A Person of Interest - Susan Choi

In this scene Lee is, as in every scene of his life prior and subsequent, a novelty, but the novelty of his novelty here is how well people like him. They might see him as an anomaly a suburban Yul Brynner this time with his vague provenance and his careful English, but they also see a devoted father, and they embrace him.

Professor Lee is a mathematics professor at a small Midwestern college (the ambiguous "U of I") where nothing ever happens. His colleague, Rick Hendley, is a younger hotshot brought in to renew the department by introducing some sort of computer-related things which Lee doesn't understand at all. Hendley's popularity irritates him, particularly because he can hear, from his office next door, all the students lined up to visit Hendley during office hours while he sits alone with his door open at a precise angle: not too wide so as to seem overeager, but not too narrow so as to appear unavailable. When Hendley receives a mail bomb, Lee is secretly sort of glad; but then he quickly becomes a "person of interest" in the investigation and his life begins to unravel.

Choi drew heavily from her father's life in writing this story, which mirrors the Unabomber (who went to graduate school with her father). But it's also a dramatic picture of somebody who, although innocent of the bombing, makes himself a suspicious character to the FBI because of his own pettiness and old rivalries. In some sense it's a whodunnit, but it's more a character study of Lee himself, and the way his perceptions of the people in his life shift and change.

The writing tends towards long rambling sentences which I had trouble parsing at times. It reflects the way people talk sometimes, interrupting themselves in the middle of a sentence, and then picking up the train of thought much later; but despite this I sometimes found myself going back to figure out what exactly was dropped and picked up again. Choi's vocabulary is also a little odd at times; a few uncommon terms ("anodyne," "squired," "prefatory") were used more than once within a few pages of each other, as if Choi had come across a wonderful word she wanted to use, and then forgot that she'd already used it. Another thing I'd noticed was that Lee's specific ethnicity remained a mystery to me for quite a while: it's a given that he's Asian, but more than that I was never entirely sure. (One review I saw said "Chinese" but then Lee speaks fluent Japanese and Chinese is never mentioned.) His ex-wife, Aileen, is described as beautiful but without details, and for a while I wondered whether she, too, was Asian or not.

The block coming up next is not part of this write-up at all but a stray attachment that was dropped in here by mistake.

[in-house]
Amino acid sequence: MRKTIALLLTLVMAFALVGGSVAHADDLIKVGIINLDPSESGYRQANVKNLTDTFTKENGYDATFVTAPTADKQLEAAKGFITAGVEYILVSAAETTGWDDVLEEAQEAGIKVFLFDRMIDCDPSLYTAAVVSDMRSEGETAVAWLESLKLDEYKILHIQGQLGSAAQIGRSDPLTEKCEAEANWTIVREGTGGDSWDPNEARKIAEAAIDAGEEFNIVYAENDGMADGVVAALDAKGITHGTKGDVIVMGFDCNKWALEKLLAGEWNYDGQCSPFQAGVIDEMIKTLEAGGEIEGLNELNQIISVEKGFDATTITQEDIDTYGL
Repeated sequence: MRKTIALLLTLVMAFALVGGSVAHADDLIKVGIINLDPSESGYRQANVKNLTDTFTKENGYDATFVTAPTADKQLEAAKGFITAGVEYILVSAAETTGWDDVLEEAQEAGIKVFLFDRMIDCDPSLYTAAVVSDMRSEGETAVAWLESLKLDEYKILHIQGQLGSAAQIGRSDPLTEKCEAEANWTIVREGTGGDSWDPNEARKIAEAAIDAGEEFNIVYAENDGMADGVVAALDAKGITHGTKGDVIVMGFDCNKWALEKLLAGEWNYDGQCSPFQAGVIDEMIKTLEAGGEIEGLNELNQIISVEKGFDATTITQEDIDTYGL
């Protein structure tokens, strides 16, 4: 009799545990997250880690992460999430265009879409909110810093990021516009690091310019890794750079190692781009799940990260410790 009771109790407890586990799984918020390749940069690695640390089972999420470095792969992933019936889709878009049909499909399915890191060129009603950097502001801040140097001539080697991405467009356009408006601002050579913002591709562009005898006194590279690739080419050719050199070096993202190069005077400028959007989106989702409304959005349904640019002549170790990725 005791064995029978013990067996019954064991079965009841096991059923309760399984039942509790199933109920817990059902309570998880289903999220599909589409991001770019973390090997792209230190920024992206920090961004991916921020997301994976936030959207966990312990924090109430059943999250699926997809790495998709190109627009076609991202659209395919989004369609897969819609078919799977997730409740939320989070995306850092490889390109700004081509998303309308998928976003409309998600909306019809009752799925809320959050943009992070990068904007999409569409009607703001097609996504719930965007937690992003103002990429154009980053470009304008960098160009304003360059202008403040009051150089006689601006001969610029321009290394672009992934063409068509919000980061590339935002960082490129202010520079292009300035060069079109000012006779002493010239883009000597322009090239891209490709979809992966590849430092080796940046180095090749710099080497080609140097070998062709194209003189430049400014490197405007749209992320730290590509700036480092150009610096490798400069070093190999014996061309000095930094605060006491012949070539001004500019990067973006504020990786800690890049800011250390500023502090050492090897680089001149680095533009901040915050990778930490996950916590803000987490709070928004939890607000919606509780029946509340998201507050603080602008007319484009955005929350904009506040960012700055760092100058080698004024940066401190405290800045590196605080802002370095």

Choi also manages to make some characters loom large in the book despite their absence. Lee's daughter Esther is talked about frequently, but she only has one or two lines of dialogue in the entire book. Lee's ex-wife Aileen also has an enormous presence in the book, but we only encounter her in flashbacks since at the time of the story she was already dead. The transitions in time are fluid, and we move between the present and Lee's grad-school days without much warning. Various things trigger memories for Lee, and suddenly we find ourselves reliving past moments.

It's an engaging book which really gets inside the head of what could be a very unsympathetic character. We understand, even as suspicions about him are building, his misinterpretation of the situation and surprise when he discovers he's a person of interest. I was also fascinated to follow Lee's train of thought as he attempted to figure out who the "Brain Bomber" was and convince the FBI that he was telling them the truth. Not a very uplifting story, but a compelling one.

Fed to jonathan's brain | April 03, 2008 | Comments (0)


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